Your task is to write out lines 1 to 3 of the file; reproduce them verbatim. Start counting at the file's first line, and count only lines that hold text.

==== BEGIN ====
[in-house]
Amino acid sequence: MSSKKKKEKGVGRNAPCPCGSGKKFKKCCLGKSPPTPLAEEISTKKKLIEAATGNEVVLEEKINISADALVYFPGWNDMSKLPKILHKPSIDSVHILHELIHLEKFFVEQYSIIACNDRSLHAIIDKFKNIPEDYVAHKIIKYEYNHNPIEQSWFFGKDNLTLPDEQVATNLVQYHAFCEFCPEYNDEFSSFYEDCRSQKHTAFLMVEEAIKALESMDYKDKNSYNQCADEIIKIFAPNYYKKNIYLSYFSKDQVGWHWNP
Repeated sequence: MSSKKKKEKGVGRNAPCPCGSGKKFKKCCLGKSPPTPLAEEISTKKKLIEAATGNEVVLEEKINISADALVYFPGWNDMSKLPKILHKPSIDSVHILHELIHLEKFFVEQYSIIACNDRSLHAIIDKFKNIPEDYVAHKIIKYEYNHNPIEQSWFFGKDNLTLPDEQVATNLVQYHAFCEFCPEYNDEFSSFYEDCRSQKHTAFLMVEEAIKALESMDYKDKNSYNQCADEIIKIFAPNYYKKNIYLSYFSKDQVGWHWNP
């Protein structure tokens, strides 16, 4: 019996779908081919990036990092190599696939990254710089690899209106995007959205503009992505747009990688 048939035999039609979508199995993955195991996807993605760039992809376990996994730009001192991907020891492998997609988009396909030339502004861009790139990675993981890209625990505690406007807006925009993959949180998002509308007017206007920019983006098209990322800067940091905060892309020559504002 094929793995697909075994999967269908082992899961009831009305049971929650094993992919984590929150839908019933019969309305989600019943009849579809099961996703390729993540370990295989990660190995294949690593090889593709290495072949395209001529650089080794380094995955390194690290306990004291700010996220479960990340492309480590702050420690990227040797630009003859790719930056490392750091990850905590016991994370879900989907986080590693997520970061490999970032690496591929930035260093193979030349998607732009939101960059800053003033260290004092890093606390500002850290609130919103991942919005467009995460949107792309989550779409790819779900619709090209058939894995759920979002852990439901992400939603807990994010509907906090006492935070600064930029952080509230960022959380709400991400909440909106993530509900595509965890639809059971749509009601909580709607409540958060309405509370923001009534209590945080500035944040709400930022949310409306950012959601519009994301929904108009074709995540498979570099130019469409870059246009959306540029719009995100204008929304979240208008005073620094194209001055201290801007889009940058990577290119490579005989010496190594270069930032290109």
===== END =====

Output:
[in-house]
Amino acid sequence: MSSKKKKEKGVGRNAPCPCGSGKKFKKCCLGKSPPTPLAEEISTKKKLIEAATGNEVVLEEKINISADALVYFPGWNDMSKLPKILHKPSIDSVHILHELIHLEKFFVEQYSIIACNDRSLHAIIDKFKNIPEDYVAHKIIKYEYNHNPIEQSWFFGKDNLTLPDEQVATNLVQYHAFCEFCPEYNDEFSSFYEDCRSQKHTAFLMVEEAIKALESMDYKDKNSYNQCADEIIKIFAPNYYKKNIYLSYFSKDQVGWHWNP
Repeated sequence: MSSKKKKEKGVGRNAPCPCGSGKKFKKCCLGKSPPTPLAEEISTKKKLIEAATGNEVVLEEKINISADALVYFPGWNDMSKLPKILHKPSIDSVHILHELIHLEKFFVEQYSIIACNDRSLHAIIDKFKNIPEDYVAHKIIKYEYNHNPIEQSWFFGKDNLTLPDEQVATNLVQYHAFCEFCPEYNDEFSSFYEDCRSQKHTAFLMVEEAIKALESMDYKDKNSYNQCADEIIKIFAPNYYKKNIYLSYFSKDQVGWHWNP